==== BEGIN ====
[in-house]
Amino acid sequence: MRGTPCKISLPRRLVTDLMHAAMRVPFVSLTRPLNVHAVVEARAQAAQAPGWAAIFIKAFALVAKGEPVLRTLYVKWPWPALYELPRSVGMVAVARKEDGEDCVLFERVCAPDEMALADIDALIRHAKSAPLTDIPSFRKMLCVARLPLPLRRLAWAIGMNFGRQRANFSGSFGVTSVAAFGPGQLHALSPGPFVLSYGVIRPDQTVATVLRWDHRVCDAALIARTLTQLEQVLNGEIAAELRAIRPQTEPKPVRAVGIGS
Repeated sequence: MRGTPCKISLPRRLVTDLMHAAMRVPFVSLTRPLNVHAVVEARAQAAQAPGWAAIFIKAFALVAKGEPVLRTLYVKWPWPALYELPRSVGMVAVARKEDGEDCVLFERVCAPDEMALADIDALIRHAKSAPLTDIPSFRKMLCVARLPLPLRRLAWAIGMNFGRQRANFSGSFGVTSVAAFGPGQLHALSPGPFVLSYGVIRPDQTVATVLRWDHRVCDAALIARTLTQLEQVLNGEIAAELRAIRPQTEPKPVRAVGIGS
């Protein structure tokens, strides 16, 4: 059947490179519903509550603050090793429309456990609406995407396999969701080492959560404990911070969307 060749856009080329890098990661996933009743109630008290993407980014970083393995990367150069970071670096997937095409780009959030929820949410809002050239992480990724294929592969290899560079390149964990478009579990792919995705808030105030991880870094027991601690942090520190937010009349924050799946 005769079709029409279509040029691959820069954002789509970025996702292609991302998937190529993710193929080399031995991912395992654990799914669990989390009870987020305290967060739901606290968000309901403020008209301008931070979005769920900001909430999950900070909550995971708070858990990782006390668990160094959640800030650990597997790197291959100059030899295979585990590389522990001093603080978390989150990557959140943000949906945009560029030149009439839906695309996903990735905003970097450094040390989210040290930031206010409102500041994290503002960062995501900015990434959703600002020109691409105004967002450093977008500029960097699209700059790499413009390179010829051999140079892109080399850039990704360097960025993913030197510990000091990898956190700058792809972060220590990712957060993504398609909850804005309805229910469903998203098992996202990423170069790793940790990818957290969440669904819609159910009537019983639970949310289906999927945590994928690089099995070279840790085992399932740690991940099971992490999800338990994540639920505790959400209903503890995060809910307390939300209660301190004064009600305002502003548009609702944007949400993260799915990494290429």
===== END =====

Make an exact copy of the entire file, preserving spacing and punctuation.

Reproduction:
[in-house]
Amino acid sequence: MRGTPCKISLPRRLVTDLMHAAMRVPFVSLTRPLNVHAVVEARAQAAQAPGWAAIFIKAFALVAKGEPVLRTLYVKWPWPALYELPRSVGMVAVARKEDGEDCVLFERVCAPDEMALADIDALIRHAKSAPLTDIPSFRKMLCVARLPLPLRRLAWAIGMNFGRQRANFSGSFGVTSVAAFGPGQLHALSPGPFVLSYGVIRPDQTVATVLRWDHRVCDAALIARTLTQLEQVLNGEIAAELRAIRPQTEPKPVRAVGIGS
Repeated sequence: MRGTPCKISLPRRLVTDLMHAAMRVPFVSLTRPLNVHAVVEARAQAAQAPGWAAIFIKAFALVAKGEPVLRTLYVKWPWPALYELPRSVGMVAVARKEDGEDCVLFERVCAPDEMALADIDALIRHAKSAPLTDIPSFRKMLCVARLPLPLRRLAWAIGMNFGRQRANFSGSFGVTSVAAFGPGQLHALSPGPFVLSYGVIRPDQTVATVLRWDHRVCDAALIARTLTQLEQVLNGEIAAELRAIRPQTEPKPVRAVGIGS
């Protein structure tokens, strides 16, 4: 059947490179519903509550603050090793429309456990609406995407396999969701080492959560404990911070969307 060749856009080329890098990661996933009743109630008290993407980014970083393995990367150069970071670096997937095409780009959030929820949410809002050239992480990724294929592969290899560079390149964990478009579990792919995705808030105030991880870094027991601690942090520190937010009349924050799946 005769079709029409279509040029691959820069954002789509970025996702292609991302998937190529993710193929080399031995991912395992654990799914669990989390009870987020305290967060739901606290968000309901403020008209301008931070979005769920900001909430999950900070909550995971708070858990990782006390668990160094959640800030650990597997790197291959100059030899295979585990590389522990001093603080978390989150990557959140943000949906945009560029030149009439839906695309996903990735905003970097450094040390989210040290930031206010409102500041994290503002960062995501900015990434959703600002020109691409105004967002450093977008500029960097699209700059790499413009390179010829051999140079892109080399850039990704360097960025993913030197510990000091990898956190700058792809972060220590990712957060993504398609909850804005309805229910469903998203098992996202990423170069790793940790990818957290969440669904819609159910009537019983639970949310289906999927945590994928690089099995070279840790085992399932740690991940099971992490999800338990994540639920505790959400209903503890995060809910307390939300209660301190004064009600305002502003548009609702944007949400993260799915990494290429």